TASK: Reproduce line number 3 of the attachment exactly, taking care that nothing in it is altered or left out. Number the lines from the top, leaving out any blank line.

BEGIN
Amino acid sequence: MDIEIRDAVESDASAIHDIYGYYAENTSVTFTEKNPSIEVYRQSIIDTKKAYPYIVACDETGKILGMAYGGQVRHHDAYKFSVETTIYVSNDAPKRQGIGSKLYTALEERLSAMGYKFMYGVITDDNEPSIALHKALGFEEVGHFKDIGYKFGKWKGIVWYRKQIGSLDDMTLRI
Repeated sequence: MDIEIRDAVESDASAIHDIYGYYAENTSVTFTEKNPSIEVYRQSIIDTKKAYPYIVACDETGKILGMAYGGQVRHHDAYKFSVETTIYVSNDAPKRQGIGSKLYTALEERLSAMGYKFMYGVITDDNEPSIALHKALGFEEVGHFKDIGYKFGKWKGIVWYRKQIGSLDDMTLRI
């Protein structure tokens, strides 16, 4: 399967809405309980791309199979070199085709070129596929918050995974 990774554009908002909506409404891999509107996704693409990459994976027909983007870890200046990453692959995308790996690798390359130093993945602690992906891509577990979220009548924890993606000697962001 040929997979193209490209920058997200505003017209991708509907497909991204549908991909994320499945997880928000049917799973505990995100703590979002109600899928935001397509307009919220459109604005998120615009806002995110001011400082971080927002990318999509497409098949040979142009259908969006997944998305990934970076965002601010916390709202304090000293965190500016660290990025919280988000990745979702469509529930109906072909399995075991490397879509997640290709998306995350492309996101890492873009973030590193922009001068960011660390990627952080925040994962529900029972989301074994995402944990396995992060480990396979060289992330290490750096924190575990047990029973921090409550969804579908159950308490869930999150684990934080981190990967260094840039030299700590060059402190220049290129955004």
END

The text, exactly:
């Protein structure tokens, strides 16, 4: 399967809405309980791309199979070199085709070129596929918050995974 990774554009908002909506409404891999509107996704693409990459994976027909983007870890200046990453692959995308790996690798390359130093993945602690992906891509577990979220009548924890993606000697962001 040929997979193209490209920058997200505003017209991708509907497909991204549908991909994320499945997880928000049917799973505990995100703590979002109600899928935001397509307009919220459109604005998120615009806002995110001011400082971080927002990318999509497409098949040979142009259908969006997944998305990934970076965002601010916390709202304090000293965190500016660290990025919280988000990745979702469509529930109906072909399995075991490397879509997640290709998306995350492309996101890492873009973030590193922009001068960011660390990627952080925040994962529900029972989301074994995402944990396995992060480990396979060289992330290490750096924190575990047990029973921090409550969804579908159950308490869930999150684990934080981190990967260094840039030299700590060059402190220049290129955004």